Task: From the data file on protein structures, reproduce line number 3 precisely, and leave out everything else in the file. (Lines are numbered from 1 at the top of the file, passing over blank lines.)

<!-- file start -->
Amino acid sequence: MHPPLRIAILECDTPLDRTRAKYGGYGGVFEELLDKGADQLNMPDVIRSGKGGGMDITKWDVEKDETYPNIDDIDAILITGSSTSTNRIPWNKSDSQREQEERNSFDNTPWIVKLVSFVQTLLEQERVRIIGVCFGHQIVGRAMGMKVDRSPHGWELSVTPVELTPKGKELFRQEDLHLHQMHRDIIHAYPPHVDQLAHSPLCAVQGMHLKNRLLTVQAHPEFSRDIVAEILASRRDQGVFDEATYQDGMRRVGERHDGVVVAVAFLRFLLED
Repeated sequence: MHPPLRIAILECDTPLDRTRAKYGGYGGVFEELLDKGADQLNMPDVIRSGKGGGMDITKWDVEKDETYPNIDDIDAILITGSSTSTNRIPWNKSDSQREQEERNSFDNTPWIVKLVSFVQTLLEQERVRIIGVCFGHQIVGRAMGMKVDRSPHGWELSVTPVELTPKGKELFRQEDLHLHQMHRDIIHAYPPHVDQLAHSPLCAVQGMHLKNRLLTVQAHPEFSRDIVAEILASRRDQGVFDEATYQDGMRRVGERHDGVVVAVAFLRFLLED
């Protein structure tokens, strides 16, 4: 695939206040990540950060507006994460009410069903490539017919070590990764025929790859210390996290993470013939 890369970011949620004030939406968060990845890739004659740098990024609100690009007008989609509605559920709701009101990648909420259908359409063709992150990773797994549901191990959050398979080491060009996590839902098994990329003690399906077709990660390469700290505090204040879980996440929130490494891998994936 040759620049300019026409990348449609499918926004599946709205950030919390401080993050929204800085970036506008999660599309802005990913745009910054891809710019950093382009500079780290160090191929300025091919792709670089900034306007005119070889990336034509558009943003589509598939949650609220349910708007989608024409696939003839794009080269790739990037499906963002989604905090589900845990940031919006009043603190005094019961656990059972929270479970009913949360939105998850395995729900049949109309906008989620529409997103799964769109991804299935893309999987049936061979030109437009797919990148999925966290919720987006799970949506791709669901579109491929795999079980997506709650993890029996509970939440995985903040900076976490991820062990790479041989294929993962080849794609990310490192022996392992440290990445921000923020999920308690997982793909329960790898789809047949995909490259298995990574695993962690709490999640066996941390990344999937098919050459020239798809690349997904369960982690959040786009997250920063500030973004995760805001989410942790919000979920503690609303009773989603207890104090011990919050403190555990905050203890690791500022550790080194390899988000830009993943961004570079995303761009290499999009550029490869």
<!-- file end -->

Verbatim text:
């Protein structure tokens, strides 16, 4: 695939206040990540950060507006994460009410069903490539017919070590990764025929790859210390996290993470013939 890369970011949620004030939406968060990845890739004659740098990024609100690009007008989609509605559920709701009101990648909420259908359409063709992150990773797994549901191990959050398979080491060009996590839902098994990329003690399906077709990660390469700290505090204040879980996440929130490494891998994936 040759620049300019026409990348449609499918926004599946709205950030919390401080993050929204800085970036506008999660599309802005990913745009910054891809710019950093382009500079780290160090191929300025091919792709670089900034306007005119070889990336034509558009943003589509598939949650609220349910708007989608024409696939003839794009080269790739990037499906963002989604905090589900845990940031919006009043603190005094019961656990059972929270479970009913949360939105998850395995729900049949109309906008989620529409997103799964769109991804299935893309999987049936061979030109437009797919990148999925966290919720987006799970949506791709669901579109491929795999079980997506709650993890029996509970939440995985903040900076976490991820062990790479041989294929993962080849794609990310490192022996392992440290990445921000923020999920308690997982793909329960790898789809047949995909490259298995990574695993962690709490999640066996941390990344999937098919050459020239798809690349997904369960982690959040786009997250920063500030973004995760805001989410942790919000979920503690609303009773989603207890104090011990919050403190555990905050203890690791500022550790080194390899988000830009993943961004570079995303761009290499999009550029490869």